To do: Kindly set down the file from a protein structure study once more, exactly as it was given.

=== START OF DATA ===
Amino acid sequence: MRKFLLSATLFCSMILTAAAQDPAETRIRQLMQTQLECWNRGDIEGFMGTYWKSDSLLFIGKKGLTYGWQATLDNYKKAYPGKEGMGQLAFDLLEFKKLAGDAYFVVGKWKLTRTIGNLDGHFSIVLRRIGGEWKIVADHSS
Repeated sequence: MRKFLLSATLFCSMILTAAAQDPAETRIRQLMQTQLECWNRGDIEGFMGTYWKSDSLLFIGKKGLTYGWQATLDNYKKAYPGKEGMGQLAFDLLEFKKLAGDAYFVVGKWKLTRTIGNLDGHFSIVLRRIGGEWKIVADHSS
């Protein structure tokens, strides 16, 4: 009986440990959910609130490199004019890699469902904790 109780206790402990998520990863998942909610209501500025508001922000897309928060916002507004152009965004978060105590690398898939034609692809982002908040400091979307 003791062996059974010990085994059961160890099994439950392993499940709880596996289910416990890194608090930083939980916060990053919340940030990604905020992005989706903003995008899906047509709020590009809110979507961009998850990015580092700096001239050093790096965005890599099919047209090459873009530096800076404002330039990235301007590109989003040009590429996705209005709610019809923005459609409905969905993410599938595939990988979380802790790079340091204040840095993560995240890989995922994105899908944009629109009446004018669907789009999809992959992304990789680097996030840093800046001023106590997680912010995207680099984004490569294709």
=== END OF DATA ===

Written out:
Amino acid sequence: MRKFLLSATLFCSMILTAAAQDPAETRIRQLMQTQLECWNRGDIEGFMGTYWKSDSLLFIGKKGLTYGWQATLDNYKKAYPGKEGMGQLAFDLLEFKKLAGDAYFVVGKWKLTRTIGNLDGHFSIVLRRIGGEWKIVADHSS
Repeated sequence: MRKFLLSATLFCSMILTAAAQDPAETRIRQLMQTQLECWNRGDIEGFMGTYWKSDSLLFIGKKGLTYGWQATLDNYKKAYPGKEGMGQLAFDLLEFKKLAGDAYFVVGKWKLTRTIGNLDGHFSIVLRRIGGEWKIVADHSS
């Protein structure tokens, strides 16, 4: 009986440990959910609130490199004019890699469902904790 109780206790402990998520990863998942909610209501500025508001922000897309928060916002507004152009965004978060105590690398898939034609692809982002908040400091979307 003791062996059974010990085994059961160890099994439950392993499940709880596996289910416990890194608090930083939980916060990053919340940030990604905020992005989706903003995008899906047509709020590009809110979507961009998850990015580092700096001239050093790096965005890599099919047209090459873009530096800076404002330039990235301007590109989003040009590429996705209005709610019809923005459609409905969905993410599938595939990988979380802790790079340091204040840095993560995240890989995922994105899908944009629109009446004018669907789009999809992959992304990789680097996030840093800046001023106590997680912010995207680099984004490569294709």